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Roast beef with veg (14.90) does me real good.

The three slices of beef are well done but cut easily enough – though a serrated knife would’ve been appreciated.

The meat serve is very generous – so much so that what at first appears to be a surfeit of gravy is only just enough to make my meal work.

I like the spuds and peas.

But I am enough of a roast traditionalist to find the veg “medley” a bit over ambitious and fiddly – I do not want capsicum with my roasts.

See other recent stories about roasts here and here.

 

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Sunday pub roasts? We have a winner.

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Railway Hotel, 35 Anderson Street, Yarraville. Phone: 9687 2034

Sunday roast lunches at pubs – $10, $15, $20, $25?

Do you get what you pay for?

As far as we know, the Spottiswoode Hotel continues to offer a grand $10 deal on Sundays.

Others we know of in the inner deliver offer $20+ offerings.

This Sunday, Bennie gives up on his desire for Vietnamese tomato rice in the face of his dad’s determination to go roast.

We first head for a certain Williamstown pub we believe now has $15 roast lunches on the menu, but on arrival we discover they will not start until the following weekend.

Plan B is return home, park the car and walk to our local, the Railway Hotel, which has been advertising $18.50 Sunday roasts – sort of a middle ground price-wise , with two kinds of meat on offer.

Will it be worth the extra dollars?

We pay, get our number and wait.

 

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Bennie chooses the pork.

I try a mouthful.

Perhaps unsurprisingly it’s dry but – good stuff – tender enough.

But it IS full of strong, good piggy flavour.

The crackling is a tad salty but all of it is crisp and a joy to eat.

One pub manager has told me it’s simply impossible in regards to power bills to serve roast veggies at these sorts of prices.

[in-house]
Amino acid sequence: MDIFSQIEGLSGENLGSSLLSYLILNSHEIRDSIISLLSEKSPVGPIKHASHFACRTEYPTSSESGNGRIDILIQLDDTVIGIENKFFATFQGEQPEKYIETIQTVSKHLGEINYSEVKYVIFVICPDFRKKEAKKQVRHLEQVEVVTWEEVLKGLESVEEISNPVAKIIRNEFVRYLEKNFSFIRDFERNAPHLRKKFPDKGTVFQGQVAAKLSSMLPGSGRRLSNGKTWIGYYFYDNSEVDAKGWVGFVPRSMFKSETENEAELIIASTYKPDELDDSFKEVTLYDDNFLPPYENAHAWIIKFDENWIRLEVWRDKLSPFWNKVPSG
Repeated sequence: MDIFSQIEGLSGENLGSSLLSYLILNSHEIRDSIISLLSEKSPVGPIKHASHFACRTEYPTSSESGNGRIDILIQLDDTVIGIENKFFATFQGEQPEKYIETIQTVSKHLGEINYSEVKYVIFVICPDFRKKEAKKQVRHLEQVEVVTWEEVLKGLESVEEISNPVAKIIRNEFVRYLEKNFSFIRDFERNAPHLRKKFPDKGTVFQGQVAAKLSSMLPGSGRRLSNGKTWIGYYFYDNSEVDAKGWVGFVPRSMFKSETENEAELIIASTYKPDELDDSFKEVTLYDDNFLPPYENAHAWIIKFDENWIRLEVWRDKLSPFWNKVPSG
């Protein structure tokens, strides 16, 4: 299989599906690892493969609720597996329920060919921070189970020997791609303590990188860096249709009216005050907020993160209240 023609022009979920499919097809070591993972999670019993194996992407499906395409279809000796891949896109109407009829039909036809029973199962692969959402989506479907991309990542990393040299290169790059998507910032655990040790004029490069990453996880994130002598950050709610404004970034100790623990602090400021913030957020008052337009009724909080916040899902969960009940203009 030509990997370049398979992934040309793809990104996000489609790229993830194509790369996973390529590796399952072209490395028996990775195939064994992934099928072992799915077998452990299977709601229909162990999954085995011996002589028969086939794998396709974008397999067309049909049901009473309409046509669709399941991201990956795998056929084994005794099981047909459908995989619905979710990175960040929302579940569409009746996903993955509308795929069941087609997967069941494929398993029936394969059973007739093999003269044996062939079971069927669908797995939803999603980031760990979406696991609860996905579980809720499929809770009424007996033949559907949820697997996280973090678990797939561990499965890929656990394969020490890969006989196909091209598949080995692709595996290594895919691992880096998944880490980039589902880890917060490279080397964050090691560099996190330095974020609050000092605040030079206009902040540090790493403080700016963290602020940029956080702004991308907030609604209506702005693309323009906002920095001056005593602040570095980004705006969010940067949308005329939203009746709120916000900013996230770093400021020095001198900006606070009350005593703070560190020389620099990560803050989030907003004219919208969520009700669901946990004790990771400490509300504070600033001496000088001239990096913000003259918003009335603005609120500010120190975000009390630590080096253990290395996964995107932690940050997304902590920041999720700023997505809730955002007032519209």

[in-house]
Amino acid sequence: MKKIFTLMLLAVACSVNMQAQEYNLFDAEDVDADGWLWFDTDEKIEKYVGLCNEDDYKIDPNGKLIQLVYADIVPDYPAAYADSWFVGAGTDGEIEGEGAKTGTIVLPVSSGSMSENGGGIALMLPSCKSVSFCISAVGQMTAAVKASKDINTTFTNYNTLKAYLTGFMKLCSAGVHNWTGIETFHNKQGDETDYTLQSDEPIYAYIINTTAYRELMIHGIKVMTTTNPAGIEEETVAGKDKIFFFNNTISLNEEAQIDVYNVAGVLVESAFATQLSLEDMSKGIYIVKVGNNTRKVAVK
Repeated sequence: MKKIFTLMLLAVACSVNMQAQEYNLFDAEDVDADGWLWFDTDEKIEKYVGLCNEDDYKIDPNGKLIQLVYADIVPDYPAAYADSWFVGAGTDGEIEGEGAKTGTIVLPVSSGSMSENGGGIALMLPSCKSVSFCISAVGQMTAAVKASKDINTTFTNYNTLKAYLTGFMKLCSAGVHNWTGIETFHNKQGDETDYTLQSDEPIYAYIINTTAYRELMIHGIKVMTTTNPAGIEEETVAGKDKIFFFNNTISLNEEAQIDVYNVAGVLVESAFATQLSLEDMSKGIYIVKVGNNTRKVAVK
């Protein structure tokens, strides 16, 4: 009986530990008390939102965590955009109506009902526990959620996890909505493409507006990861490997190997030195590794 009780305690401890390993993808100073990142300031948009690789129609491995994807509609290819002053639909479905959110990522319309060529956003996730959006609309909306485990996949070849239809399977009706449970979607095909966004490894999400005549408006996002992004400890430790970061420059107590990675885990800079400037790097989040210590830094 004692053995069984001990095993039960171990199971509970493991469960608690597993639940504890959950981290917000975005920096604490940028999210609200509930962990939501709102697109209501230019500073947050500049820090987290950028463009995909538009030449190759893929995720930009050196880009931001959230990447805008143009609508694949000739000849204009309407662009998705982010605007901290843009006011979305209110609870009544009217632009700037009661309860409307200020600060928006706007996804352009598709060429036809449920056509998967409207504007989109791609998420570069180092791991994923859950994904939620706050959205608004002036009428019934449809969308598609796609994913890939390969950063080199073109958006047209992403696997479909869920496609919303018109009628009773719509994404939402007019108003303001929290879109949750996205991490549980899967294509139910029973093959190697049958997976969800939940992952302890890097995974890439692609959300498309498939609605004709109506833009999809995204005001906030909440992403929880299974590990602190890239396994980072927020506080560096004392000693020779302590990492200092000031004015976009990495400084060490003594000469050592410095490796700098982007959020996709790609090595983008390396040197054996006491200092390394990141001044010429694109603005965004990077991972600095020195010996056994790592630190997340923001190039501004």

That I don’t mind.

The spud is roasted and herbed and very good.

The beans, broccoli and carrots may be steamed but they are wonderful – cooked more than al dente and perfect.

 

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I select the roast beef (top photograph).

It’s fabulous.

It appears to be smothered in good gravy.

But as it turns out there is just enough gravy – and only just enough – to support the meat.

I am served three slices that are just shy of half an inch thick.

The meat is tender and tastes grand.

It breaks apart in strands that I more familiar with from dining on brisket at BBQ joints.

This is new and wonderful territory for me when it comes to roast beef.

There is so much of it, I keep offering Bennie hefty chunks even as I close in on the final slice.

“I can’t eat it all, mate!”

“That’s because you aren’t manly enough …”

I am on a serious food high as we skip down the street for some sugar and spice from our fave ice-cream joint.

The Railway Hotel Sunday roasts have convinced me that sometimes, at least, you do get what you pay for.

And it’s still a bargain.

 

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Bowling up for a roast lunch

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Newport Bowls Club, 4 Market Street, Newport. Phone: 9391 1212

Lawn bowls – any kind of bowls, for that matter – do not ride highly in the CTS sports world.

But I do love hanging out for a while in a bowls club – they’re so prevalent in Melbourne, it’s hard not to spend some time in them, be it for a gig a feed or … maybe even for a game of bowls.

Newport Bowls Club is a classic of the old-school.

 

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And like many such institutions, it’s making good efforts at making itself part of the local community beyond bowls players.